Professor Iruka Okeke, the chief investigator for the Unit, is based at the University of Ibadan in Nigeria. Reflecting on the benefits of working in partnerships with other developing countries to build AMR surveillance systems, she said: “It’s really helpful to have other developing country partners in this process. We’ve been able to look to the Philippines - how they spent over three decades developing a surveillance system and learn from that and be able to do something similar in a much shorter timeline.”
Through sampling and sequencing the DNA of both resistant and sensitive bacteria within the partners' countries, the Unit has enabled public health and research capacity for spotting, tracking and delivering interventions to tackle resistant strains.
“Data generated has supported local understanding of bacterial antibiotic resistance while contributing to national and international monitoring of key bacterial infections. This will ultimately help to improve the public health response of entire regions.”
Professor David Aanensen, Director of the NIHR Global Health Research Unit on Genomic Surveillance of Antimicrobial Resistance
Influencing global policy and practice through Covid and beyond
During the outbreak of the Covid-19 pandemic in early 2020, all partners were able to pivot their sequencing facilities to provide information on the spread of the virus through their countries. The COVID-19 pandemic has raised awareness of the importance of monitoring the evolution of pathogens in real time. Genomic surveillance is vital to enable more rapid interventions in response to AMR outbreaks and to inform national and international policies.
In support of this, the Unit developed a ‘roadmap’ outlining key steps to guide other researchers. Published in the journal BMJ Global Health, the steps were informed by the team’s experiences of developing sequencing in partner countries’ laboratories.
The work of the Unit is also informing WHO guidelines by contributing to the development of two WHO Technical Notes. The first note is about the uptake and use of molecular methods for AMR surveillance, and the second note, on the use of whole genome sequencing for global surveillance of AMR.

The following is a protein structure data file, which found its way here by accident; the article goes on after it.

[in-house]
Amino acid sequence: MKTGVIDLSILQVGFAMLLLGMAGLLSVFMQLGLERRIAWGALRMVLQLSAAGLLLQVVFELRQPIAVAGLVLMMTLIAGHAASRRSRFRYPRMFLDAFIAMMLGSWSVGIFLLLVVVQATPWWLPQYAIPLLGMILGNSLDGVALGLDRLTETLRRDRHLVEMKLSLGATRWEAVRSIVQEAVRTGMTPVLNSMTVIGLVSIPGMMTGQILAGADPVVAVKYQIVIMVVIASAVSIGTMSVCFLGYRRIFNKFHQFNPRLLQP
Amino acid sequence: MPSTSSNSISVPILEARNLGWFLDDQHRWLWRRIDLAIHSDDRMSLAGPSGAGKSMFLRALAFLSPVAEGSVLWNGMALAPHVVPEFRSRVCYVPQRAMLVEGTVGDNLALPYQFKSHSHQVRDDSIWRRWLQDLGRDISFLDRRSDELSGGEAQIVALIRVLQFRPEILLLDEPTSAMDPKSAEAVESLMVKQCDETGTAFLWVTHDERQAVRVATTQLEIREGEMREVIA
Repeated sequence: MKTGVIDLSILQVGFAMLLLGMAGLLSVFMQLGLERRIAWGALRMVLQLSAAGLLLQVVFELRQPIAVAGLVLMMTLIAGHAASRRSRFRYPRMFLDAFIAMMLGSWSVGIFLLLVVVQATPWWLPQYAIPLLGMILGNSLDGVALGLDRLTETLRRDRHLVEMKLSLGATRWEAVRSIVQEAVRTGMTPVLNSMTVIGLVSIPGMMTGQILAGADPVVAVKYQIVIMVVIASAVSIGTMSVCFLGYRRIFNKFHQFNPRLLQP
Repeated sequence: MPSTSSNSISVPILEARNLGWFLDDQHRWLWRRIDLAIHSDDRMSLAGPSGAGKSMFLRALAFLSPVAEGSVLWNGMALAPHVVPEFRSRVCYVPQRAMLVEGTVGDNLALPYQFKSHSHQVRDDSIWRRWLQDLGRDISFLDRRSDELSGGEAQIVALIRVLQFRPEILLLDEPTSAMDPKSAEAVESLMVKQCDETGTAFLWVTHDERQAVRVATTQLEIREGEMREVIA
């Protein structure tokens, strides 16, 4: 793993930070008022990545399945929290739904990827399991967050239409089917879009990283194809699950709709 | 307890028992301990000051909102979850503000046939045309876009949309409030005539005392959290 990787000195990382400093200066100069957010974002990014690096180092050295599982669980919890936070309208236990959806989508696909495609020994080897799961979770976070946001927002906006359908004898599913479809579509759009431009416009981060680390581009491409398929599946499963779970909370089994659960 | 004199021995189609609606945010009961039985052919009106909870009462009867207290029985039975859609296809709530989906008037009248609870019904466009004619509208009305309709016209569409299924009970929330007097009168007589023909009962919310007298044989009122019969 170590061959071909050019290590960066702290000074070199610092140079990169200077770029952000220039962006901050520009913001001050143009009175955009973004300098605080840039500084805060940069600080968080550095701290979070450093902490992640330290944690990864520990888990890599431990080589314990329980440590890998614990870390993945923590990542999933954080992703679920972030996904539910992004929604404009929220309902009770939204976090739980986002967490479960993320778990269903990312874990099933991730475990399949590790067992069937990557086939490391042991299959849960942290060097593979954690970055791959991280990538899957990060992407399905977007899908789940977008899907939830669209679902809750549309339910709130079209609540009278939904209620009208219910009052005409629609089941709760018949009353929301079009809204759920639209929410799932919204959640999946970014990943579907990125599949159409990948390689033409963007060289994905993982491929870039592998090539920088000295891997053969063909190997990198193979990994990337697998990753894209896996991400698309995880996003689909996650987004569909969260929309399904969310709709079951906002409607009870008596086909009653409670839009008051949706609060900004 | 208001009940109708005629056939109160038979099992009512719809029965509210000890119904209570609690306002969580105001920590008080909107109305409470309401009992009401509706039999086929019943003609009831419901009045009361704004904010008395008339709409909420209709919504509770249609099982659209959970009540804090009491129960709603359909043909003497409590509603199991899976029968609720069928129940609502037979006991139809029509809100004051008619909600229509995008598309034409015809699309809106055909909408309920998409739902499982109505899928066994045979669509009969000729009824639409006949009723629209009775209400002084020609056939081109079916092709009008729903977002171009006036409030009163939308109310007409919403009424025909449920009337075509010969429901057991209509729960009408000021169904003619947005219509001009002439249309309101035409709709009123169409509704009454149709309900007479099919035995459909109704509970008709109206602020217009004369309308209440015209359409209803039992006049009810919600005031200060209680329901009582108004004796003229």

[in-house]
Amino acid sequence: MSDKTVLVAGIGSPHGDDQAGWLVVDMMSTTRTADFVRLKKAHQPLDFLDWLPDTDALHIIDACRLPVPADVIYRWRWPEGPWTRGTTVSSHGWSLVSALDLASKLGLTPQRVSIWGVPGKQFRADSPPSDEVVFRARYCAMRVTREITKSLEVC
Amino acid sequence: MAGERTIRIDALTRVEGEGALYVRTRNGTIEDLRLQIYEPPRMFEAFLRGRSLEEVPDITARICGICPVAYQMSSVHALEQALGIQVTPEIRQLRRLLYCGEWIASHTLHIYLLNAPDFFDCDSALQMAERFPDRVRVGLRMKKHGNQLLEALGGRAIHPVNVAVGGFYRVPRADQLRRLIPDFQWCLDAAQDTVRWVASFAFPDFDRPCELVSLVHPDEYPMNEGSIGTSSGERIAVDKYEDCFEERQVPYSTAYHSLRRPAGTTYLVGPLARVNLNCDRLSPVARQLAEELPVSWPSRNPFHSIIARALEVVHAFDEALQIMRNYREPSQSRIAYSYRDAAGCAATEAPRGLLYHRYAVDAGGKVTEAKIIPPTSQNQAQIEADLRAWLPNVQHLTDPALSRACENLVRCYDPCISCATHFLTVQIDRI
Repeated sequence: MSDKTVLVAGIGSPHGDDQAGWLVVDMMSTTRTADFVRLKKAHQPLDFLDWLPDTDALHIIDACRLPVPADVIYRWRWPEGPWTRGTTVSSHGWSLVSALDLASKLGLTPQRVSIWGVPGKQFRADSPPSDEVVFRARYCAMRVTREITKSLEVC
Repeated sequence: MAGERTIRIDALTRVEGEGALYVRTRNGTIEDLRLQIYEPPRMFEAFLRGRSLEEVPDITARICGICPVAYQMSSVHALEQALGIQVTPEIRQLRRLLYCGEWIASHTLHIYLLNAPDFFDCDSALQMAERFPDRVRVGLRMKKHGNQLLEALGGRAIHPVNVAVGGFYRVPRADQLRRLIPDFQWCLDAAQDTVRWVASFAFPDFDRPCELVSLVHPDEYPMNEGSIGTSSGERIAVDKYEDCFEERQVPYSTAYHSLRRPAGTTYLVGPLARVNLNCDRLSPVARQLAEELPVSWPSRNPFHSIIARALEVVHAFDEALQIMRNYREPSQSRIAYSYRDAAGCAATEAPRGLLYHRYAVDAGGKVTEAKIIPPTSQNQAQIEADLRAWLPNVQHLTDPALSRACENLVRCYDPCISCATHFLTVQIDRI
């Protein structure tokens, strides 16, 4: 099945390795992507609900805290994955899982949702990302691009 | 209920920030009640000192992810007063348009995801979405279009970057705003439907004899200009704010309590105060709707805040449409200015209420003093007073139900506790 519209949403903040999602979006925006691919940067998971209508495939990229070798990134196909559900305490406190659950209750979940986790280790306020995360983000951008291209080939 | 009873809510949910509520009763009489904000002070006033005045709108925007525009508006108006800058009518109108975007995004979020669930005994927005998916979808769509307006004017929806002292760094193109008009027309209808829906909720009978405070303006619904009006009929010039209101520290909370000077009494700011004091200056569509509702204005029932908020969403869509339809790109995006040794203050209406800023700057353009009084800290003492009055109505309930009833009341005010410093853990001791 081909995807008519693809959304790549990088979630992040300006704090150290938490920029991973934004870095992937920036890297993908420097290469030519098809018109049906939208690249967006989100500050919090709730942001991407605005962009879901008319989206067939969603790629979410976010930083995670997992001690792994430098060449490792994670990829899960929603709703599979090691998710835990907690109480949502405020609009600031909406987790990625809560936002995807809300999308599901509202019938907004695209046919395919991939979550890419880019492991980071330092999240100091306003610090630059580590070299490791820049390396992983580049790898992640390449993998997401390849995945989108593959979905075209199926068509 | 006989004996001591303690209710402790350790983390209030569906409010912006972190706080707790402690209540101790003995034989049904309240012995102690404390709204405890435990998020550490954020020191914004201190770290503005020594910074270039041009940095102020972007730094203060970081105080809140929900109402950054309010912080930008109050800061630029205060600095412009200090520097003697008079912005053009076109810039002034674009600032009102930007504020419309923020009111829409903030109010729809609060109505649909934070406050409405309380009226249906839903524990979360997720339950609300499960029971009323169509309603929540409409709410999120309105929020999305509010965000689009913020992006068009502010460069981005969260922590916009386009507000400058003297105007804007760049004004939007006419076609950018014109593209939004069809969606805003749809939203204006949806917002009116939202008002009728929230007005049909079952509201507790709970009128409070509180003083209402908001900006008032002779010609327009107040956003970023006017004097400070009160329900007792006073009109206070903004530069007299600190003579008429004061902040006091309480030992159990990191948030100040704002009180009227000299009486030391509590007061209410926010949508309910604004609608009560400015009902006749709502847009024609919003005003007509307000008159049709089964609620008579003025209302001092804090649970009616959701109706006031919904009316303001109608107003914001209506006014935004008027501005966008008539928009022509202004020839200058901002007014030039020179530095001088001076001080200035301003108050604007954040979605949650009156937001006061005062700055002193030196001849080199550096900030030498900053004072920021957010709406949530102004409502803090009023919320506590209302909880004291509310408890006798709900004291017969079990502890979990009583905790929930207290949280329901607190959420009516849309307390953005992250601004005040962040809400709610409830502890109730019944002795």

Professor Aanensen said: “Our contribution to the technical notes has been informed by our strong international partnerships with public health surveillance teams across the world and builds on the formation of the NIHR Global Health Research Unit on Genomic Surveillance of Antimicrobial Resistance. We hope this will have a significant impact on informed choices that different laboratories and countries may make to improve AMR surveillance.”
In June 2022, the new NIHR Global Health Research Unit on Genomics and enabling data for Surveillance of Antimicrobial Resistance was launched with funding from NIHR of £7 million over the next 5 years. Led jointly by Profs. Aanensen and Okeke, it will build on the success achieved to date to advance the uptake and dissemination of Whole Genome Sequencing technology in LMICs. The new Unit will deploy rapid data linkage and reporting to transform the use of whole genome sequencing into policy and practice at national and international levels. It focuses on capacity building in data science and local ownership of methods and reporting frameworks, as well as more rapid spotting and stopping of outbreaks.
“Looking ahead, we are building on the foundations and partnerships we have developed over the past 5 years to deliver technical support for the rollout of Whole Genome Sequencing. We are also partnering with key institutions and WHO to deliver regional capacity building for data science and engineering to enable local public health authorities to curb the threat of AMR in their countries and worldwide.”
Professor Iruka Okeke, co-Director of the NIHR Global Health Research Unit on Genomics and enabling data for Surveillance of Antimicrobial Resistance